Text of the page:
Just What Does USDA Inpected and Approved Mean?
Federal Inspection (21 U.S.C. 601, et seq.)
The Federal Meat Inspection Act (FMIA) requires that all meat sold commercially be inspected and passed to ensure that it is safe, wholesome, and properly labeled.
The USDA Food Safety and Inspection Service (FSIS) is responsible for providing this inspection. The FMIA requires inspection for any product intended for human consumption, wholly or in part, from the carcass or parts of any cattle, sheep, swine, and goat. These animals, defined as “livestock” in the regulations, must be slaughtered and processed under Federal inspection, and the meat food products must be inspected and passed for human consumption.
Food products from animals not subject to inspection under the FMIA (nonamenable species) are subject to regulation by U.S. Food and Drug Administration (FDA) and State and local authorities.
Federal inspection personnel must be present at all times during livestock slaughter operations and for at least part of each shift during which there is further processing of meat products. In slaughter plants, inspection personnel verify the humane handling of animals and conduct antemortem inspection to ensure that the live animal is fit for slaughter. These inspection personnel also conduct post-mortem inspection to ensure that the meat from the carcass and internal organs are fit for human food.
When meat is distributed to other federally inspected establishments for further processing, the product is inspected to ensure that the product is safe, wholesome, and correctly labeled and packaged.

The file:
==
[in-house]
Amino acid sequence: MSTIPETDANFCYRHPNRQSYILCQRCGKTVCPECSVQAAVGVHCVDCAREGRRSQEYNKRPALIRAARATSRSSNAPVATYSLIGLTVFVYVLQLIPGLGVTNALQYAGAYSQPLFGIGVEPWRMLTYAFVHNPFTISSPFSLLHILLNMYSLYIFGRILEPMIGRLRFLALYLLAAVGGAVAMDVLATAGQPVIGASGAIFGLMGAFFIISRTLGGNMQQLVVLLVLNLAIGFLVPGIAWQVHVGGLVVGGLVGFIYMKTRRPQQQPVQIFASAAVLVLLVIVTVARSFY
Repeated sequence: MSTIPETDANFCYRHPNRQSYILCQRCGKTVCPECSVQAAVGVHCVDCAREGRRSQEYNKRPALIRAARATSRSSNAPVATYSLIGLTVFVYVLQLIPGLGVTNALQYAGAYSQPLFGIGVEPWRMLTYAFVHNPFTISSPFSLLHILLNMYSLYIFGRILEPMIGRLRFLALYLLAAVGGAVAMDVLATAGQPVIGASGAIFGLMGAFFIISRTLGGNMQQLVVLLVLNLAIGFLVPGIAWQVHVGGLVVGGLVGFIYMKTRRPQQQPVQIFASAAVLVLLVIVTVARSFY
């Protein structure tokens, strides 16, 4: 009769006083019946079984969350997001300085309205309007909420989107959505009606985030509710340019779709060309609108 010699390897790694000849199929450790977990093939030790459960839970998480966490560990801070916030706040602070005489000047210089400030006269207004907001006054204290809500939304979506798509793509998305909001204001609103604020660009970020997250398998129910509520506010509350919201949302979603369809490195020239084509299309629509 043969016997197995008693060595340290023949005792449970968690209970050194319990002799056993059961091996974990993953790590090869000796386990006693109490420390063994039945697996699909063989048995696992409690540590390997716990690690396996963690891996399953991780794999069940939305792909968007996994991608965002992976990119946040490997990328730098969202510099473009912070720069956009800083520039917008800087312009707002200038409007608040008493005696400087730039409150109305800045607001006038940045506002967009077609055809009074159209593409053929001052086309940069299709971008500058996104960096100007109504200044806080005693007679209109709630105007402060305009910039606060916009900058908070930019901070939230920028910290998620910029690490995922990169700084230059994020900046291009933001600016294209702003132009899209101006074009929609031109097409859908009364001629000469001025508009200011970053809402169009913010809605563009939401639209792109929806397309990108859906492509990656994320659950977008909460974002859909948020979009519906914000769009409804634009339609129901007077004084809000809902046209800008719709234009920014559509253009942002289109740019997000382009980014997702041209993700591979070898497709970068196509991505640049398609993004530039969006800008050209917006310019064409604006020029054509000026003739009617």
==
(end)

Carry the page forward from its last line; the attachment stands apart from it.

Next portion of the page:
Inspected establishments must maintain and follow written Sanitation Standard Operating Procedures (SSOP) and Hazard Analysis and Critical Control Point (HACCP) plans.
In addition to inspecting the meat products, inspection personnel inspect the facilities and equipment to ensure sanitary conditions are maintained. FSIS also reviews records to ensure they accurately document establishment verification that the meat food products are in compliance with all applicable requirements.
State Inspection (21 U.S.C. 661) Establishments that produce meat products sold entirely within a State require Federal inspection unless they are regulated under a State Meat and Poultry Inspection (MPI) program. These State MPI programs are required to enforce requirements “at least equal to” those imposed under the Federal Acts.
State MPI programs certify annually, and FSIS reviews each State MPI program annually to determine whether each program meets the requisite “at least equal to” standard. As of September 2015, 27 States maintain cooperative agreements with FSIS to administer MPI programs, and FSIS reimburses a portion of the State’s operating costs.